Sponsorship:

Fluxus and the Essential Questions of Life and its accompanying full-color catalogue were organized by the Hood Museum of Art at Dartmouth College and are generously supported by Constance and Walter Burke, Class of 1944, the Ray Winfield Smith 1918 Fund, and the Marie- Louise and Samuel R. Rosenthal Fund. Additional support for the presentation at the Grey Art Gallery and for Fluxus at NYU: Before and Beyond is provided by the Abby Weed Grey Trust; and the Grey’s Director’s Circle, Inter/National Council, and Friends.


About the Grey Art Gallery:

The Grey Art Gallery is New York University’s fine-arts museum, located on historic Washington Square Park in New York City’s Greenwich Village. It offers the NYU community and the general public a dynamic roster of engaging and thought-provoking exhibitions, all of them enriched by public programs. With its emphasis on experimentation and interpretation, and its focus on exploring art in its historical, cultural, and social contexts, the Grey serves as a museum-laboratory for the exploration of art’s environments.
Exhibitions organized by the Grey have encompassed all the visual arts: painting, sculpture, drawing and printmaking, photography, architecture and decorative arts, video, film, and performance. In addition to producing its own exhibitions, which often travel to other venues in the United States and abroad, the Gallery hosts traveling shows that might otherwise not be seen in New York and produces scholarly publications that are distributed worldwide.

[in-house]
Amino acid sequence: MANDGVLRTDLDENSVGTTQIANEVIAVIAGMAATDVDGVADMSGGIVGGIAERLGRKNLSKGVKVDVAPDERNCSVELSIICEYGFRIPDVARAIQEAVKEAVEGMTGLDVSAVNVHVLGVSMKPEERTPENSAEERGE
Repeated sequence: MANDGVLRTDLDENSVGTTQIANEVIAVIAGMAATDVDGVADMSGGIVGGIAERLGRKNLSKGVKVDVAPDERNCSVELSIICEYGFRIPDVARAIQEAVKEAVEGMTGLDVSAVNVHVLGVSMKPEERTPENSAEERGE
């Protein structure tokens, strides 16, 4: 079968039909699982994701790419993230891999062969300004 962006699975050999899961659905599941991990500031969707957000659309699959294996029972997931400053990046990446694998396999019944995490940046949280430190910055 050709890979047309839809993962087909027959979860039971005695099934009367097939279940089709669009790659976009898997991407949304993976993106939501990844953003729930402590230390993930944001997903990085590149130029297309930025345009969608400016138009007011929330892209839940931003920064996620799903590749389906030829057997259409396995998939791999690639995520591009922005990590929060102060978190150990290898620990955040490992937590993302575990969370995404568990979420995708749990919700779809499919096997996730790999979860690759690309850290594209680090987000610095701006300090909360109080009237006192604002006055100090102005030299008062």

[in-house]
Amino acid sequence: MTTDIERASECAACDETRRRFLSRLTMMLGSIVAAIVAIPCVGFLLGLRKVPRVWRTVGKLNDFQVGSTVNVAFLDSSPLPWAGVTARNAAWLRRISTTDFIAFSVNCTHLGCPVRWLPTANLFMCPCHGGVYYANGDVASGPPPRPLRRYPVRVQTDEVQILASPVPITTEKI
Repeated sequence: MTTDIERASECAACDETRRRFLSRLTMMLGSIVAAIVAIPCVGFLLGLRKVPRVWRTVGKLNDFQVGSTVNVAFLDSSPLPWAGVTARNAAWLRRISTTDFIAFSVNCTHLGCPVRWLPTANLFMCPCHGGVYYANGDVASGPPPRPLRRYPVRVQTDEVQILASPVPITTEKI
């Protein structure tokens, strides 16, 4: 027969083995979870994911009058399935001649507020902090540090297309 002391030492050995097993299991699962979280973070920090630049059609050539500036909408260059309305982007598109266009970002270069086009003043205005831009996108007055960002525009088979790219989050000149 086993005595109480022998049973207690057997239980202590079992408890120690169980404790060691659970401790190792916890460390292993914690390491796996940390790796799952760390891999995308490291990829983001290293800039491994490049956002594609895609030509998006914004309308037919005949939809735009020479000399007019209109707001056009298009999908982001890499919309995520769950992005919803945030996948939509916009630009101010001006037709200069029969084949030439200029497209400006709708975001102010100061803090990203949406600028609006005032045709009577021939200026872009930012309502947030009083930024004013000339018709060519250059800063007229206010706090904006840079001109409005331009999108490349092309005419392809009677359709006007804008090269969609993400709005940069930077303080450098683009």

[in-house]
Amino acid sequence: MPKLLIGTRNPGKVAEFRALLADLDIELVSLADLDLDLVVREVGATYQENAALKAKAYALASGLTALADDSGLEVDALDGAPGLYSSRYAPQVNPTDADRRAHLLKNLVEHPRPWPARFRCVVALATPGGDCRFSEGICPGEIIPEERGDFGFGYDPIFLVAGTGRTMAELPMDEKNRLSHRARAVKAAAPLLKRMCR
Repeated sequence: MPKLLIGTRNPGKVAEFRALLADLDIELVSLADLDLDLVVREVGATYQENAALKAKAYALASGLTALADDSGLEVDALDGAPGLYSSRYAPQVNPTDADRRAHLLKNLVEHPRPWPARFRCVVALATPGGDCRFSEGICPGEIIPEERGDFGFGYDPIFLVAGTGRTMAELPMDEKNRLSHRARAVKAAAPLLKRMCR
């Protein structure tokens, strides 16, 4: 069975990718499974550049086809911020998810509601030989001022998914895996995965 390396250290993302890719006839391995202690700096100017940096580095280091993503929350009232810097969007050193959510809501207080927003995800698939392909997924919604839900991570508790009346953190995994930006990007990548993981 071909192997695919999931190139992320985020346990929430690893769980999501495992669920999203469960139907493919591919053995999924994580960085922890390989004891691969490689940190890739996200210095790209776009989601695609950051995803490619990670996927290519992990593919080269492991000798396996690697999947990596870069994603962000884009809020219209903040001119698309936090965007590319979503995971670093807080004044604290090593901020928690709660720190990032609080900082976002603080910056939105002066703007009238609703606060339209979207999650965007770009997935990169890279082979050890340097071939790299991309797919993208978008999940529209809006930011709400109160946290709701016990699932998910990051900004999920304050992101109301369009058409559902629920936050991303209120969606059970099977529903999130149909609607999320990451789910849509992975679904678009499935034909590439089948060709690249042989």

General Information:


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Grey Art Gallery, New York University
100 Washington Square East, New York, NY 10003

Tel: 212/998-6780, Fax: 212/995-4024
Press: Contact: Alyson Cluck 212/998-6782 or alyson.cluck@nyu.edu
E-mail: greyartgallery@nyu.edu
Web site: http://www.nyu.edu/greyart
Admission: Suggested donation: $3; NYU students, faculty, and staff: free of charge

Hours:
Tuesday, Thursday, Friday: 11 am–6 pm
OPEN LATE Wednesday: 11 am–8 pm
Saturday: 11 am–5 pm
Sunday, Monday, and major holidays: Closed